For anyone longing for the experiences of Christmas during simpler times, Asheville Community Theatre has just the show for you. Tom Godleski’s Snowbound is a sweetly nostalgic slice of Western North Carolina country life.
Originally published in 1843 to mass appeal, Charles Dickens’ story remains a dark page-turning ghost story, best experienced by a crackling fireside. Flat Rock Playhouse manages to bring that firelight to the main stage with this hauntingly beautiful rendition, showing through Saturday, Dec. 17.
While holiday stage shows are often safe, family-friendly affairs, that’s not the case with this one. Leave the children at home, unless they are of drinking age and enjoy daring, edgy, R-rated and highly entertaining humor.
Nearly two dozen young actors are a part of this production, with a dozen more involved behind the scenes. Their ambitious production is remarkable in its execution, and holds its own as a serious piece of theater.
As personal as the tale is (a widow in her mid-50s deals with grief while also embracing her new life, finding out who she is, and starting to date again — with hilarious results), it’s also universal. Life, loss, love, moving on. Oh, and sex. So much sex.
A local staging of Paula Vogel’s Pulitzer Prize winning play runs through Friday, Nov. 18 in Asheville Community Theatre’s 35 Below.
Event promotion promised the program would “redefine what you think of when you hear the word ‘Circus.'” Big tent flamboyance was traded for the organic creativity of local theater.
Saying “it’s perfect timing” to stage Sam Shepard’s dark-comedy is an understatement. As the fate of our nation hangs in the balance, Anam Cara Theatre Company has set off quite the political cherry bomb on the local theater scene.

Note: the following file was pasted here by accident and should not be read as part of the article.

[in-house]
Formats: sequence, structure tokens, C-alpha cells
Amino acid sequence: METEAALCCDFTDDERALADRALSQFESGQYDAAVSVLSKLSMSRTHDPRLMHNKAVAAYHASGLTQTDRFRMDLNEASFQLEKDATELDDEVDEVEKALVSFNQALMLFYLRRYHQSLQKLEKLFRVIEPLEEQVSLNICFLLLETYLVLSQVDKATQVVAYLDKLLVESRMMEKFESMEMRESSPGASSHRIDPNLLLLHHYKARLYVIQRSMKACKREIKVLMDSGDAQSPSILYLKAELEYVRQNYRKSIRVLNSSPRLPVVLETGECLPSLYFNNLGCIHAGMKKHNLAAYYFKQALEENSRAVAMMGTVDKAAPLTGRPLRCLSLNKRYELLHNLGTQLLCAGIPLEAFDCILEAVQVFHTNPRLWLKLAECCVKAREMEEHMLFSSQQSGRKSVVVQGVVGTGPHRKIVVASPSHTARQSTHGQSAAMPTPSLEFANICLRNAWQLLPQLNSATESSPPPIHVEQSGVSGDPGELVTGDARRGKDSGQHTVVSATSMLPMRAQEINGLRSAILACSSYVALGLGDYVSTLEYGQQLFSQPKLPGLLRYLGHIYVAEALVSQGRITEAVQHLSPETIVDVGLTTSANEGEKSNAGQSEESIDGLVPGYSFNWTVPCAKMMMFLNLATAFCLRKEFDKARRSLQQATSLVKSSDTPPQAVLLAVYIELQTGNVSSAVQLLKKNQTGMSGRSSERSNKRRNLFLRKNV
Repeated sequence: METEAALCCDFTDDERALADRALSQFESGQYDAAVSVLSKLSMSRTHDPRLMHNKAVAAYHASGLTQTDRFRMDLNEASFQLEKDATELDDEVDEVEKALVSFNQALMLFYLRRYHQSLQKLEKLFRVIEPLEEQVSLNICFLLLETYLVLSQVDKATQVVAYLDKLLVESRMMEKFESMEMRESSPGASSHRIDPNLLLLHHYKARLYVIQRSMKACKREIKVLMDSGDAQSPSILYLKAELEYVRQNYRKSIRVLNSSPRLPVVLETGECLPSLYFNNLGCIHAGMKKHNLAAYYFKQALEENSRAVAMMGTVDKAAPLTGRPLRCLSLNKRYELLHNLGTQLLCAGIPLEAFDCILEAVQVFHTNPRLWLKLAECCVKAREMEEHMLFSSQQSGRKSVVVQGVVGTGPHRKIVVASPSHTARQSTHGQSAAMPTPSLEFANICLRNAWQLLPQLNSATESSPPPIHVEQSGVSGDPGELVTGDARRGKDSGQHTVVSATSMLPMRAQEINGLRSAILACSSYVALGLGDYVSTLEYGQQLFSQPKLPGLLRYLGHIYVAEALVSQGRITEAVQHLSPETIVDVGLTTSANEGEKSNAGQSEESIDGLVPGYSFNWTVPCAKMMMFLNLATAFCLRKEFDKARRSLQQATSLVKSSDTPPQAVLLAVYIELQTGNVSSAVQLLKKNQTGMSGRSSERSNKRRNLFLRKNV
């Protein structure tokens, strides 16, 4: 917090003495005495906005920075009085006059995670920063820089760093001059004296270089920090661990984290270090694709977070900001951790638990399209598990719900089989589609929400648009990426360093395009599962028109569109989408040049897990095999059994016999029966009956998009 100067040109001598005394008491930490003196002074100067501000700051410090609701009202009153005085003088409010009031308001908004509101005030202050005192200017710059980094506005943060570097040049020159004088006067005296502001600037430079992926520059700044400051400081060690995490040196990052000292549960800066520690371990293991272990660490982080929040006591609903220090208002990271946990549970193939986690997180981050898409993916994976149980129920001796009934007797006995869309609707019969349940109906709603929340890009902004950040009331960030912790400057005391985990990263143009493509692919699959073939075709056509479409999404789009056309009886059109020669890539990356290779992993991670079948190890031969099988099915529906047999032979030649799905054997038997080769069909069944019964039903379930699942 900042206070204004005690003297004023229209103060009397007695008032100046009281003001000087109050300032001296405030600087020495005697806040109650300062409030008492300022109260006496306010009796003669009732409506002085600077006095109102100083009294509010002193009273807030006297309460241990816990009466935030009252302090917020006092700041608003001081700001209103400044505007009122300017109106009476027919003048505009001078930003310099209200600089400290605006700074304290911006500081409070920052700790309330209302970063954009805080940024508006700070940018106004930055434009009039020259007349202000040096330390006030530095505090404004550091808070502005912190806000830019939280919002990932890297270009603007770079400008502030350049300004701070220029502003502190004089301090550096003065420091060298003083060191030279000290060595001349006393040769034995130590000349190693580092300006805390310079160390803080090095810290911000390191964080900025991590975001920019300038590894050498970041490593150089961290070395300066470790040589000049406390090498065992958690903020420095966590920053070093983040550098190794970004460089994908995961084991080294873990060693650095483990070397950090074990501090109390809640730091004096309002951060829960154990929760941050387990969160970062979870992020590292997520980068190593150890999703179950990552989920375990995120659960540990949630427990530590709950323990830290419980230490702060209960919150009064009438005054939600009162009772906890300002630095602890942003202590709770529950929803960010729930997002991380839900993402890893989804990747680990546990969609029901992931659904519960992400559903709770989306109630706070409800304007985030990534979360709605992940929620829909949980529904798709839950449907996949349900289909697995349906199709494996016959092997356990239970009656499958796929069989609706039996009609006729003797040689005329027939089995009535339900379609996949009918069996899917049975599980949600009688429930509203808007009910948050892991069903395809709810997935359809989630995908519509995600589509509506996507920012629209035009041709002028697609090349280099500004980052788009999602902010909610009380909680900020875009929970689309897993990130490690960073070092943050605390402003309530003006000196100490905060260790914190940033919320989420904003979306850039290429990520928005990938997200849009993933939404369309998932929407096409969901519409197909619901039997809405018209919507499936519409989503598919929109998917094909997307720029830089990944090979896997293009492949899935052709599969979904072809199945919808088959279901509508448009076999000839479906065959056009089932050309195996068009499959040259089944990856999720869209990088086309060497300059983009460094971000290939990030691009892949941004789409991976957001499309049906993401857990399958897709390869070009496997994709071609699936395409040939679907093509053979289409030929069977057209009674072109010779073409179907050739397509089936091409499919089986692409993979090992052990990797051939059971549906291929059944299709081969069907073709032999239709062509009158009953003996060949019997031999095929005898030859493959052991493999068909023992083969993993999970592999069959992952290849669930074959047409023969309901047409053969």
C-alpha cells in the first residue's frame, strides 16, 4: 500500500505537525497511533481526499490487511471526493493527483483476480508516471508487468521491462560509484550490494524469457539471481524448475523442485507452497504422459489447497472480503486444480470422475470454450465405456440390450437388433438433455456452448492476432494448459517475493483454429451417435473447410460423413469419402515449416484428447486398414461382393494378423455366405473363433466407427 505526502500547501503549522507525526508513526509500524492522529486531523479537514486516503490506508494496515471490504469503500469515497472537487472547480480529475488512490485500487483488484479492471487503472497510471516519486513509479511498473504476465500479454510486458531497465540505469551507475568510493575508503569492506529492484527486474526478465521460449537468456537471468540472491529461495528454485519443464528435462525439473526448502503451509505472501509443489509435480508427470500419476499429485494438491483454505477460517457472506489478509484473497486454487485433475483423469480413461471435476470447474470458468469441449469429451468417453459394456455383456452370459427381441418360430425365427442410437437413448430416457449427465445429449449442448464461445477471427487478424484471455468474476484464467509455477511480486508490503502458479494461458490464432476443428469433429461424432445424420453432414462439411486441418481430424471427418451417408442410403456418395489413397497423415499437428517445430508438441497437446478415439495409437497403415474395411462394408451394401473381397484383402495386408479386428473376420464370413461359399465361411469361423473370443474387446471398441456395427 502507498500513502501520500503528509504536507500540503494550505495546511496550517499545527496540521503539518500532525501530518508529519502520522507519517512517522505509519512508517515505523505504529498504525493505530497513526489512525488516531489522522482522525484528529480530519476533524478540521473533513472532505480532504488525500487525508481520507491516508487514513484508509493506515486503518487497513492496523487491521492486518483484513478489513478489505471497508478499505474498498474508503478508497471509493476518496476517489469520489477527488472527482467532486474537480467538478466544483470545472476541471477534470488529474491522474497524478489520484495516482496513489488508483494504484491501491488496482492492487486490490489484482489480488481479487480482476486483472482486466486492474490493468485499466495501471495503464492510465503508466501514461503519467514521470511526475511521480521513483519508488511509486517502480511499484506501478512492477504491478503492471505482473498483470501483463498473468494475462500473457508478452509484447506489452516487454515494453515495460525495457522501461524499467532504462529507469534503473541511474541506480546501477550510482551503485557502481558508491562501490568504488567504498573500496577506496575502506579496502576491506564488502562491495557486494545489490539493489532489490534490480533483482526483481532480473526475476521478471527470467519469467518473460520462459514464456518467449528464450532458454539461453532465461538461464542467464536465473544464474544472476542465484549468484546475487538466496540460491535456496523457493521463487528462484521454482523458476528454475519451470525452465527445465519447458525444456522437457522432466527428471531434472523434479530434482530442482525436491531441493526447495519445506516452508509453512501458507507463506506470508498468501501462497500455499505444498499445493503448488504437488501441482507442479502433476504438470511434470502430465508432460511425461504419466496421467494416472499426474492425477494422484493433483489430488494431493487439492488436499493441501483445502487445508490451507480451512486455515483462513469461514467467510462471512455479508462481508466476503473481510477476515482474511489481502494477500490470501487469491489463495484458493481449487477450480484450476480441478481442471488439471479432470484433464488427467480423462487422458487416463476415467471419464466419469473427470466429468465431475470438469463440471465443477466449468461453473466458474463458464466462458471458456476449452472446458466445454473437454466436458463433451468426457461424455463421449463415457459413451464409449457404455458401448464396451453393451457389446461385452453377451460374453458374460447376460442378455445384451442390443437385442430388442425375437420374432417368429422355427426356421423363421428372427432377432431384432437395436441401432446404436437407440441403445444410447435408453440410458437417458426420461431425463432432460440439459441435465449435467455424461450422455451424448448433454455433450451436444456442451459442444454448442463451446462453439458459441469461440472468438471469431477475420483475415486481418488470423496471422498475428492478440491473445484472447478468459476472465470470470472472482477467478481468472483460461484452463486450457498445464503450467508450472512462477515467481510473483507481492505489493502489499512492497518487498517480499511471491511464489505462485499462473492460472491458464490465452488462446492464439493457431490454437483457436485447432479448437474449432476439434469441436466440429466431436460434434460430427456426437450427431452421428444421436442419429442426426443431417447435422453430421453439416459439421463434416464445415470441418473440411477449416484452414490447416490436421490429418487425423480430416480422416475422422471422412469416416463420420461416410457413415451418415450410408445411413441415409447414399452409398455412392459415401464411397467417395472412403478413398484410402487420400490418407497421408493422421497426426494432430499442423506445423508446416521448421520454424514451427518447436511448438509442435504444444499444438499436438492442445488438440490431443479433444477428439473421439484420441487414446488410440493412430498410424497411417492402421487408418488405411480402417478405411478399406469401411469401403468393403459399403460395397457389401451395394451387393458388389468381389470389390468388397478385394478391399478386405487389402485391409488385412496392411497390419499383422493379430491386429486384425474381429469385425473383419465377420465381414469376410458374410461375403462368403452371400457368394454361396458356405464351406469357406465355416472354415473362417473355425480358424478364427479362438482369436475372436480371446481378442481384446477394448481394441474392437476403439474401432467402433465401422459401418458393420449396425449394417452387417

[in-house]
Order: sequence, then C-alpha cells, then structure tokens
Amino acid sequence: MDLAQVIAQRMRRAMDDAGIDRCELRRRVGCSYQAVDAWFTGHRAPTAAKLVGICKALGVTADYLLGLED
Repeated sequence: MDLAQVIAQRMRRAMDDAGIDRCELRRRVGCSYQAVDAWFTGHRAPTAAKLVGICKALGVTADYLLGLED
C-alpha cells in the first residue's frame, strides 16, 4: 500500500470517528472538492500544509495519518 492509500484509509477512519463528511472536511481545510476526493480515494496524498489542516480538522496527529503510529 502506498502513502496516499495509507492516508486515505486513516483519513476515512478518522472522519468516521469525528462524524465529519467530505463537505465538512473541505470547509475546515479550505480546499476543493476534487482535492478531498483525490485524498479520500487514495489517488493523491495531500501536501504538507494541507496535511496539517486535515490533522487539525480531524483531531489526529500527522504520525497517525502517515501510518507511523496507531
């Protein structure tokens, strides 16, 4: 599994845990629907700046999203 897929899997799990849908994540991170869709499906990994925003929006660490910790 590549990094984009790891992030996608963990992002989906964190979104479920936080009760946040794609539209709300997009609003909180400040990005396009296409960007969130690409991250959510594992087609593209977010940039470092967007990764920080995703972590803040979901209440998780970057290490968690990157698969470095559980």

The latest effort — onstage through Sunday, Oct. 30, is the product of the well-known folks behind Asheville’s Improv Comedy troupe, Reasonably Priced Babies. Fully Committed, by Becky Mode, is a tour de force one-character play that takes us through a day in the life of a struggling New York actor, working in the call center of a trendy restaurant.
This production is marvelous and maturely executed. Live From WVL Radio Theater: The Headless Hessian of Sleepy Hollow and Other American Horror Stories runs through Sunday, Oct. 16. Don’t miss it as it appears like an apparition, then vanishes as quickly as it came.
The audience is transported to a filthy, foggy London street circa the 1800s. The chilling musical runs through Sunday, Oct. 30.
Haywood Arts Regional Theatre opened its impressive new facility, the Fangmeyer, with Stephen Sondheim’s musical Into The Woods. The show, which runs through Sunday, Oct. 16, gives local audiences a chance to see the legendary fairy tale mash up in an intimate setting.
Outside under the stars seems a perfect fit for Jane Austen’s classic romance, Pride and Prejudice, onstage through Saturday, Sept. 24.
This delightful romp that takes the stage farce form through its madcap paces. The play runs through Saturday, Sept. 24.
This is the story of three Mississippi sisters who’ve drifted apart, but when Babe shoots her abusive husband, tongues start wagging all over town. This stirs wild, wandering songstress Meg homeward to their grandfather’s house where their faithful sister Lenny has been a caregiver.
Arthur Miller’s first big-hit play, All My Sons from 1947, is an intimate and moving tale of a munitions manufacturer in Ohio following World War II.
The show is lighthearted, fun, silly and filled with laughs for children and their parents. It works well on many levels. The songs are creative and charming.
The musical version, by Dolly Parton and Patricia Resnick, is now showing on Flat Rock Playhouse’s main stage through Saturday, Aug. 20.
Parkway Playhouse was forced to replace West Side Story with Grease, having lost the rights to the former when the authors boycotted North Carolina in protest of House Bill 2. Grease may ultimately be the better pick.
Tarocco is a quintessentially Asheville production. Part play, part dance and part circus, it uses the fool’s journey of the tarot to tell the story of a wounded World War I soldier, played by Ross Daniel, as he lies dying behind enemy lines.
The show is a tour de force for two actors, who assume the identities of the population of Tuna, Texas. It is a small town with the kind of colorful characters who would feel right at home at a Donald Trump rally.